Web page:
I am not a Communist, though I once was. I grew up. I have never been a hippie. I simply believe in being civil, and almost always am, until someone becomes UNcivil with me. Then, I admit, I tend to go completely ballistic with no rhyme or reason.
Similar to an unhinged child.
Who is the more unhinged? The one who responds in somewhat justifiable anger, or the one who initiates the problem, knowing what the results will be?
The one that says, "I tend to go completely ballistic with no rhyme or reason."

That's psychotic.
It's not psychotic at all. It is merely a turn of phrase. It does not imply anything dangerous, and you know that. Your attempt to make appear that it does is simply a sign of your inability to have an adult discussion.
 

hecma925

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Diego said:
hecma925 said:
Diego said:
hecma925 said:
Diego said:
I am not a Communist, though I once was. I grew up. I have never been a hippie. I simply believe in being civil, and almost always am, until someone becomes UNcivil with me. Then, I admit, I tend to go completely ballistic with no rhyme or reason.
Similar to an unhinged child.
Who is the more unhinged? The one who responds in somewhat justifiable anger, or the one who initiates the problem, knowing what the results will be?
The one that says, "I tend to go completely ballistic with no rhyme or reason."

That's psychotic.
It's not psychotic at all. It is merely a turn of phrase. It does not imply anything dangerous, and you know that. Your attempt to make appear that it does is simply a sign of your inability to have an adult discussion.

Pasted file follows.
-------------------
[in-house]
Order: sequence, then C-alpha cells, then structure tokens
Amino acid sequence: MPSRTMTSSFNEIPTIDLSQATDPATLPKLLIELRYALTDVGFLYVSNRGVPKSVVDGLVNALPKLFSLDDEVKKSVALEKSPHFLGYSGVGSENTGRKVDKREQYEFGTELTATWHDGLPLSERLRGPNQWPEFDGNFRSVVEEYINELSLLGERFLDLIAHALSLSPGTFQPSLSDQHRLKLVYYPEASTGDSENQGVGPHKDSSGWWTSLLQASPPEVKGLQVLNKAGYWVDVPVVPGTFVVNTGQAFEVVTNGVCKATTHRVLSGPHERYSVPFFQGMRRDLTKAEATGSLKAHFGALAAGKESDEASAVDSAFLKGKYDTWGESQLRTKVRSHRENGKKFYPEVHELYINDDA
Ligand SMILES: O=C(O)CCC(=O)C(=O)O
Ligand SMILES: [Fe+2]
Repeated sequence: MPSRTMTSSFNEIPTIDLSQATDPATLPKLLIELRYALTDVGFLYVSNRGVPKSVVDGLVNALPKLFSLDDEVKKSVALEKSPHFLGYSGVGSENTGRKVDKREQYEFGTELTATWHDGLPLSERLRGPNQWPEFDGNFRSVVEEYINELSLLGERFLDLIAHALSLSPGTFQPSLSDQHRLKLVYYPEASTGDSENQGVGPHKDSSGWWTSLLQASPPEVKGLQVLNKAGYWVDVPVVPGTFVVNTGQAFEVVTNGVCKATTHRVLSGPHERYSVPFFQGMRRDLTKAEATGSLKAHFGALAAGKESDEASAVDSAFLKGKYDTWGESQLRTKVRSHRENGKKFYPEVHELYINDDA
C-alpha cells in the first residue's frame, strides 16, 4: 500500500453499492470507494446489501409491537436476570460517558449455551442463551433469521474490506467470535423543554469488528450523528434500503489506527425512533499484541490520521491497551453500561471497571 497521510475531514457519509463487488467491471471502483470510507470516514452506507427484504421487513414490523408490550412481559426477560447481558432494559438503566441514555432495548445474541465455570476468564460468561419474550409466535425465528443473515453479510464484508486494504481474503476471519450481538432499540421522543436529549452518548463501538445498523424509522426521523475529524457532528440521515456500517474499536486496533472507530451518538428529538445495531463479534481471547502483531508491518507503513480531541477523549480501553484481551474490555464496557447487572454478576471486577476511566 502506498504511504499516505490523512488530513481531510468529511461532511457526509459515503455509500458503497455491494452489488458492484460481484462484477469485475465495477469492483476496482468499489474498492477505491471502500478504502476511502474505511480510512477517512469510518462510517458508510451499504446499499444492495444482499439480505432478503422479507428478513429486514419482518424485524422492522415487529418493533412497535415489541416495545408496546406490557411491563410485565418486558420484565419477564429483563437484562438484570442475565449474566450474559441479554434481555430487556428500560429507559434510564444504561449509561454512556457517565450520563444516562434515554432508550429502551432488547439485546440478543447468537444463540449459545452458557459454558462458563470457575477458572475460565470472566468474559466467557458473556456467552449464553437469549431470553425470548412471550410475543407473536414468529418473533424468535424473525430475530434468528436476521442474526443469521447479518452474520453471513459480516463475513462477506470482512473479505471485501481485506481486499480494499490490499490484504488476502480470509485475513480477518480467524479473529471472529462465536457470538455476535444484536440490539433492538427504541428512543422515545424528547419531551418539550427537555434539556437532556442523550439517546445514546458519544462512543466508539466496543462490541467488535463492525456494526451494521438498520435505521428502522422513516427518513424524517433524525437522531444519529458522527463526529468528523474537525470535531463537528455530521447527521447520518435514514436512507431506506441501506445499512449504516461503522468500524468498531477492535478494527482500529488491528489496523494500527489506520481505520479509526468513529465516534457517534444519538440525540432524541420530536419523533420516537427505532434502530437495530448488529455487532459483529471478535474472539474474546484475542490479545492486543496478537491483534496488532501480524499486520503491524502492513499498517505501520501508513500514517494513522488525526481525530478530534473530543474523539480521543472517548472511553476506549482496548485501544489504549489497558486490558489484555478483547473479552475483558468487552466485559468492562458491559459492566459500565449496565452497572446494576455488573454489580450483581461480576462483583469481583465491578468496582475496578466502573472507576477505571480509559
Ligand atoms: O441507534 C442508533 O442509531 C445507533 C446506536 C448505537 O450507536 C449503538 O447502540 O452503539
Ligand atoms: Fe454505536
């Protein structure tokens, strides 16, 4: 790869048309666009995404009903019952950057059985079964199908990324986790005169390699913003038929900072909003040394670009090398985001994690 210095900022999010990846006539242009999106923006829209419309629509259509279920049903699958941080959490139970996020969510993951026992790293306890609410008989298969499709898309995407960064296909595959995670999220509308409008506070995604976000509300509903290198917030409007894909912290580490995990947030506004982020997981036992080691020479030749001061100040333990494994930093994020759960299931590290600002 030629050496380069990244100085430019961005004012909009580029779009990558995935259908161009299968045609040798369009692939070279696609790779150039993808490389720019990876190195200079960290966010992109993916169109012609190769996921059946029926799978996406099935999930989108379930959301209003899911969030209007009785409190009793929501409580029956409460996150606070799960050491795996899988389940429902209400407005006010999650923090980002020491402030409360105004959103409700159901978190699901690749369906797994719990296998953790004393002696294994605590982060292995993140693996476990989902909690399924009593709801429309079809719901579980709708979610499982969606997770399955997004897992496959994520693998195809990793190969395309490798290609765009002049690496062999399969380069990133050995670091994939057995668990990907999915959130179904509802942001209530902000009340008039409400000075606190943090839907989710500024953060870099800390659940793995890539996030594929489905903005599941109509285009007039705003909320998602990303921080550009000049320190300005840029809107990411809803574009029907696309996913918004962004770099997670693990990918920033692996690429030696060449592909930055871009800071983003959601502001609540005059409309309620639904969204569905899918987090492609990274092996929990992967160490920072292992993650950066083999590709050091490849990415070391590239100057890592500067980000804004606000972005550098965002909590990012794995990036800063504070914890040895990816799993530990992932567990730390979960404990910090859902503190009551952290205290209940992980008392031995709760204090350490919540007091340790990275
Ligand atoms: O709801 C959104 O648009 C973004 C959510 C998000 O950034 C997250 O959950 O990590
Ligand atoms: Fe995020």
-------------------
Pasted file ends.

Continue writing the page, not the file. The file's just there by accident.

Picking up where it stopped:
Uh-huh.  Psychotic and immature would be more specific.
 

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Diego said:
Iconodule said:
Diego said:
LizaSymonenko said:
Diego, you do realize that many on this board are seminary educated.  Others are actual priests.  Your assumption that you know more than they, seems rather egotistical.

Besides, simply regurgitating the Scriptures is useless.  It is Pharisaical.

We must not simply read the Scriptures, we need to LIVE as Christ directed.  We are not just to sit and read and repeat... we are to repeat with our actions.

We are to take the lives of the saints as examples to strengthen our own resolve to live, to work, to serve others, and thereby, serve God.

...otherwise, it is all meaningless.

Weren't we arguing about the use of the Rosary on this thread once upon a time?
Liza, I may not be seminary educated, but I do have two BAs, an MA, and I have read Scripture more than once. I would wager that my education in these matters is as high or higher than most here. And I have actually NOT quoted Scripture chapter and obverse at all, although others have done so with me. Who is the more Pharisaical?
Every post of your breathes Moabitish pride
ICONODULE, saying something like that just indicates how immature, and unable to discuss rationally matters of interest, you are. The Moabites were mostly punished for rejoicing in the overthrow and exile of the Jews, as I recall. They WERE prideful, yes. But that was not their primary problem. If you are going to accuse me of suffering from pride (which accusation only points out how prideful YOU are), you might do better to accuse me of Pharasaical pride (although I have already proven that I am less Pharisaical than others who have made just that accusation against me). I don't like using Scripture as a weapon, but I shall do it if I have to in order to make a point. I actually do NOT like making someone look foolish. But you are making yourself look foolish, so it's kind of hard to avoid it at this point.
You do nothing with all your profusion of words but fight a fire with dry straw.
 

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hecma925 said:
Diego said:
hecma925 said:
Diego said:
hecma925 said:
Diego said:
I am not a Communist, though I once was. I grew up. I have never been a hippie. I simply believe in being civil, and almost always am, until someone becomes UNcivil with me. Then, I admit, I tend to go completely ballistic with no rhyme or reason.
Similar to an unhinged child.
Who is the more unhinged? The one who responds in somewhat justifiable anger, or the one who initiates the problem, knowing what the results will be?